Not following the science to address HIV or Covid-19 primarily

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Trump calls Fauci an ‘idiot,’ says rallies are ‘BOFFO’ while coronavirus rages on

As hospitals fill up with COVID-19 patients in Wisconsin and Chicagoans face a second surge of coronavirus cases that could lead to new shutdowns, President Donald Trump is calling medical professionals “idiots.”

As most states across the country face rising coronavirus numbers and hospitalizations, the president effectively says he’s “tired” of it all.

Of course he didn’t use the first person. He always puts his own gripes in the mouths of others, pulling a page from the narcissist’s playbook, as he can’t imagine anyone thinking differently than he does.

In a call with his campaign staff Monday, Trump said: “People are tired of COVID. I have these huge rallies. People are saying whatever. Just leave us alone. They’re tired of it. People are tired of hearing Fauci and all these idiots.”

Ah, “people.” Those “people” who just say “whatever” about a deadly virus that has claimed more than 220,000 American lives and left millions with, at best, a preexisting condition and at worse lingering health issues.

Those “people” who say “leave us alone” without acknowledging their own health affects everyone they’re around, young and old, weak and strong, friend and stranger.

Those people are certainly out there. They’re the ones showing up maskless at Trump rallies and acting like COVID-19 is much ado about nothing while sneering at “people” like me and saying, “Get out of your mama’s basement, coward.” (Fun fact: Thanks to the virus, I, like millions of Americans, haven’t been able to see my mama all year, much less hang out in her basement. And when it comes to a pandemic, I am very much a coward. And proud of it.)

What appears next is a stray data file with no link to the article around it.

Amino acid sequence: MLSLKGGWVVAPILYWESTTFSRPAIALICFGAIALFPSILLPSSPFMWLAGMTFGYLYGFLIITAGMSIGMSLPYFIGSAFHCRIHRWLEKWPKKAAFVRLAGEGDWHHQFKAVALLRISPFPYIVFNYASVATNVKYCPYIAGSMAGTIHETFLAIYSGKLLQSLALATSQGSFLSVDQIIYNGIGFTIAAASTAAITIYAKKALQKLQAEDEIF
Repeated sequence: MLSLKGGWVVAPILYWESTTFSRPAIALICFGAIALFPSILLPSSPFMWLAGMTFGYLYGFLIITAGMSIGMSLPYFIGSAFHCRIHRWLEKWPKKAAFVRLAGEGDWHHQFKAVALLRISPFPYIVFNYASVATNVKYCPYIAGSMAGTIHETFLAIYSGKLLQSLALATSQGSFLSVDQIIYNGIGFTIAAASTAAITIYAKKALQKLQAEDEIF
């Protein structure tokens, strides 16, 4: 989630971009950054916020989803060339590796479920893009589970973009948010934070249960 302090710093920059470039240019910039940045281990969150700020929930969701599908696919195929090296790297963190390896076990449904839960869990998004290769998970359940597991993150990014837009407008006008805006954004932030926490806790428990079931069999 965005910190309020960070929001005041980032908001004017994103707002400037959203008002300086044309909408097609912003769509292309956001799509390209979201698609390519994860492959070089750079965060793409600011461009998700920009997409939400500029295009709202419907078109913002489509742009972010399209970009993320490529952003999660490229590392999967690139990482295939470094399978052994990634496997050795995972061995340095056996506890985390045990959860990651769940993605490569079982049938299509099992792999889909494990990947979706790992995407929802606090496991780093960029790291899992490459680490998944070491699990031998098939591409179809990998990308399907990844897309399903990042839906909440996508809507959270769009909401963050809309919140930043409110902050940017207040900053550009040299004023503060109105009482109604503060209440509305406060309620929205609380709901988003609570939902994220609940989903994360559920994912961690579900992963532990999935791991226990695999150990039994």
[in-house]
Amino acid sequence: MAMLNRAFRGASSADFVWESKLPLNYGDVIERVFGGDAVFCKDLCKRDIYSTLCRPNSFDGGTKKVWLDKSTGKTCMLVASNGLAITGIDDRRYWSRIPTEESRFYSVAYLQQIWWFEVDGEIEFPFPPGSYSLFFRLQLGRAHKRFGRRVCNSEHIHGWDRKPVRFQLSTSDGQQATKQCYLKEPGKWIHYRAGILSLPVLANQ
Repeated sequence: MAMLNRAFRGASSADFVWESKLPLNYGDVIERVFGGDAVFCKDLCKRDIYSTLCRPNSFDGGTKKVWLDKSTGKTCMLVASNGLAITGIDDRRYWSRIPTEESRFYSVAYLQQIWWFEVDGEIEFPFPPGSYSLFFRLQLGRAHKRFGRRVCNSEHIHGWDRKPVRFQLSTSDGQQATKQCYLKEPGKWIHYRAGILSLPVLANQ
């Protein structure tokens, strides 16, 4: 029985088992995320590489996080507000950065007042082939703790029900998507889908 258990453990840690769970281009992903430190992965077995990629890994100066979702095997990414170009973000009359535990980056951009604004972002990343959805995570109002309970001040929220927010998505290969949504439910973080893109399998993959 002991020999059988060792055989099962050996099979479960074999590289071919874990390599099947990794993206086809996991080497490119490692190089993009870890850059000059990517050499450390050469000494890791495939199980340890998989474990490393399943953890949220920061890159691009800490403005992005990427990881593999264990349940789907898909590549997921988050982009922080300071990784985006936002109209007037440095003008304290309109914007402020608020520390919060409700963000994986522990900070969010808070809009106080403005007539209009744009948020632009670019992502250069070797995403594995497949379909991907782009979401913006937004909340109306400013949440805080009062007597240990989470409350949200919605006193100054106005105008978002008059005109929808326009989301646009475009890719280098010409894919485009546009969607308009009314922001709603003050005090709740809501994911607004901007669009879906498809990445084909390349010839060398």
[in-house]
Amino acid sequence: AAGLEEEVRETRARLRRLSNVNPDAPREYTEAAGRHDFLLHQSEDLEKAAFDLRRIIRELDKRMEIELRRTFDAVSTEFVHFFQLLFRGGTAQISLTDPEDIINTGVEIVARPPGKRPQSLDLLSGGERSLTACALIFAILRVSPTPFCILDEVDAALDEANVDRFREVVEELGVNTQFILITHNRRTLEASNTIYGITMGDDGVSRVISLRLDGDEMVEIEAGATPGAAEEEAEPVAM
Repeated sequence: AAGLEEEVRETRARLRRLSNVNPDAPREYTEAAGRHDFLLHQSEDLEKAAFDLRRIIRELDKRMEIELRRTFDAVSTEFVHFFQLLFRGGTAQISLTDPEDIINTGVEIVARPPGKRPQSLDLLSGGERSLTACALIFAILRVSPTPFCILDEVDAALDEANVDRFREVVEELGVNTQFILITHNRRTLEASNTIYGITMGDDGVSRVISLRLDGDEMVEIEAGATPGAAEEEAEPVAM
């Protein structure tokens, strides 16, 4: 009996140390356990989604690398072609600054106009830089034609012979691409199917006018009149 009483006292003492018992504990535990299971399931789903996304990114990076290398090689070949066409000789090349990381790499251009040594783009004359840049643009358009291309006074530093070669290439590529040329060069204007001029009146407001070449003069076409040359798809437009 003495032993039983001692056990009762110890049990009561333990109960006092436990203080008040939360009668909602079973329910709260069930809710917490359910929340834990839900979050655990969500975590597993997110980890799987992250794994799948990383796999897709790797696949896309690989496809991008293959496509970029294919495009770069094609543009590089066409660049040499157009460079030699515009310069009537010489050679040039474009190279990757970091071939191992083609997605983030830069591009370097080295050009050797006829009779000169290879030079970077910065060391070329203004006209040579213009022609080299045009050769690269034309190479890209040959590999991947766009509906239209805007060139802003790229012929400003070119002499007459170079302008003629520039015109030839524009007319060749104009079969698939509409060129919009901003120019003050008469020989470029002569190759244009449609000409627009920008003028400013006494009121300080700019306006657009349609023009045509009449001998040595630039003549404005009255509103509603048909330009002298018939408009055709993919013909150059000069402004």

But hey, Trump and the people he’s using to channel his own childish, “I DON’T WANNA DEAL WITH THIS MEAN PANDEMIC ANYMORE!” attitude are tired of it all.

Well, let me find someone to play a sad trombone sound for them, one that can be heard from coast to coast. Because guess what? I’m tired of it too.

I don’t think there are any Americans who aren’t tired of COVID-19 and the pandemic that has thrown our lives wildly out of whack.

But rather than whining about it, denying science and wasting time deriding those who share best practices to slow the spread, many in this country are wearing masks, avoiding crowded gatherings and bending over backward to keep ourselves, our families and our communities safe.

But it’s not enough. There are too many adopting the president’s “I’m SO over this” attitude.

Don’t take my word for it. Listen to people like Melissa Resch, a registered nurse who works in a coronavirus medical unit in Wisconsin. She told the Milwaukee Journal Sentinel this week that she’s seeing patients ranging in ages from their 20s to their 90s.

“This doesn’t discriminate against age,” Resch told the newspaper.

She asked people to stay home, social distance and wear masks so she can avoid having to help families FaceTime with a loved one “as they take their